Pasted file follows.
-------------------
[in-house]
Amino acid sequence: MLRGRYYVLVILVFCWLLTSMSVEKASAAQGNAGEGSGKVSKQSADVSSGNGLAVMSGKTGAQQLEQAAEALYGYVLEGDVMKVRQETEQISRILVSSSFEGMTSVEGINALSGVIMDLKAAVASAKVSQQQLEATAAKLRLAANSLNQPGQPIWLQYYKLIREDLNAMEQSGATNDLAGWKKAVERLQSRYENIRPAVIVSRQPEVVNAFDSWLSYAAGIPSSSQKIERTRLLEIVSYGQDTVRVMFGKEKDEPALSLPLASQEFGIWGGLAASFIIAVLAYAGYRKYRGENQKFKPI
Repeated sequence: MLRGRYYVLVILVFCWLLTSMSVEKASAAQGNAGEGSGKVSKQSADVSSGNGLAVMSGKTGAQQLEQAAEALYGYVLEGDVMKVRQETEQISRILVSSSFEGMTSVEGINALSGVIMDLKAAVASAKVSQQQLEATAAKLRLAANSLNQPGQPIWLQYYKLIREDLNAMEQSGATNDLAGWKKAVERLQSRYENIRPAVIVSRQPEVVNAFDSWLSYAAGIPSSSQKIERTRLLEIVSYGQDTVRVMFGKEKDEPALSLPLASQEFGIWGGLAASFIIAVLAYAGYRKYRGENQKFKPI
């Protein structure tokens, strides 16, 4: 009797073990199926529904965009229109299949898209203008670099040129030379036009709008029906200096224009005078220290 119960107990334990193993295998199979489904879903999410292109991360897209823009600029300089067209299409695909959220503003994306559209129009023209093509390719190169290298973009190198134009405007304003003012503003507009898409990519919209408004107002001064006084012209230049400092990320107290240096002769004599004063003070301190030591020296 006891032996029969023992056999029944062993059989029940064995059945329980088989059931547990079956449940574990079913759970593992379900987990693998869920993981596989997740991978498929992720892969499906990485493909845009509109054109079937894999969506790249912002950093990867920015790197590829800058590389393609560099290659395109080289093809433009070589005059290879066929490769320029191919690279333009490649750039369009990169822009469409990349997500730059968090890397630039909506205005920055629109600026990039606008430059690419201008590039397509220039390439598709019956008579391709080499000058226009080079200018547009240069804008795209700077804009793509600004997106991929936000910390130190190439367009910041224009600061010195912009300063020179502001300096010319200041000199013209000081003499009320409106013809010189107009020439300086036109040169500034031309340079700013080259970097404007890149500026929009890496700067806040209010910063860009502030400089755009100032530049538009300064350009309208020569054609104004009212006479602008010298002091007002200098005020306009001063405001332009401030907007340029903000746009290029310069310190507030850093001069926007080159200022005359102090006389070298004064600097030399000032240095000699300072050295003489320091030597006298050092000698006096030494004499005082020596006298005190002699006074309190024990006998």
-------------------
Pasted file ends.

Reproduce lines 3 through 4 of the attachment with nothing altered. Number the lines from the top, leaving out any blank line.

Repeated sequence: MLRGRYYVLVILVFCWLLTSMSVEKASAAQGNAGEGSGKVSKQSADVSSGNGLAVMSGKTGAQQLEQAAEALYGYVLEGDVMKVRQETEQISRILVSSSFEGMTSVEGINALSGVIMDLKAAVASAKVSQQQLEATAAKLRLAANSLNQPGQPIWLQYYKLIREDLNAMEQSGATNDLAGWKKAVERLQSRYENIRPAVIVSRQPEVVNAFDSWLSYAAGIPSSSQKIERTRLLEIVSYGQDTVRVMFGKEKDEPALSLPLASQEFGIWGGLAASFIIAVLAYAGYRKYRGENQKFKPI
């Protein structure tokens, strides 16, 4: 009797073990199926529904965009229109299949898209203008670099040129030379036009709008029906200096224009005078220290 119960107990334990193993295998199979489904879903999410292109991360897209823009600029300089067209299409695909959220503003994306559209129009023209093509390719190169290298973009190198134009405007304003003012503003507009898409990519919209408004107002001064006084012209230049400092990320107290240096002769004599004063003070301190030591020296 006891032996029969023992056999029944062993059989029940064995059945329980088989059931547990079956449940574990079913759970593992379900987990693998869920993981596989997740991978498929992720892969499906990485493909845009509109054109079937894999969506790249912002950093990867920015790197590829800058590389393609560099290659395109080289093809433009070589005059290879066929490769320029191919690279333009490649750039369009990169822009469409990349997500730059968090890397630039909506205005920055629109600026990039606008430059690419201008590039397509220039390439598709019956008579391709080499000058226009080079200018547009240069804008795209700077804009793509600004997106991929936000910390130190190439367009910041224009600061010195912009300063020179502001300096010319200041000199013209000081003499009320409106013809010189107009020439300086036109040169500034031309340079700013080259970097404007890149500026929009890496700067806040209010910063860009502030400089755009100032530049538009300064350009309208020569054609104004009212006479602008010298002091007002200098005020306009001063405001332009401030907007340029903000746009290029310069310190507030850093001069926007080159200022005359102090006389070298004064600097030399000032240095000699300072050295003489320091030597006298050092000698006096030494004499005082020596006298005190002699006074309190024990006998």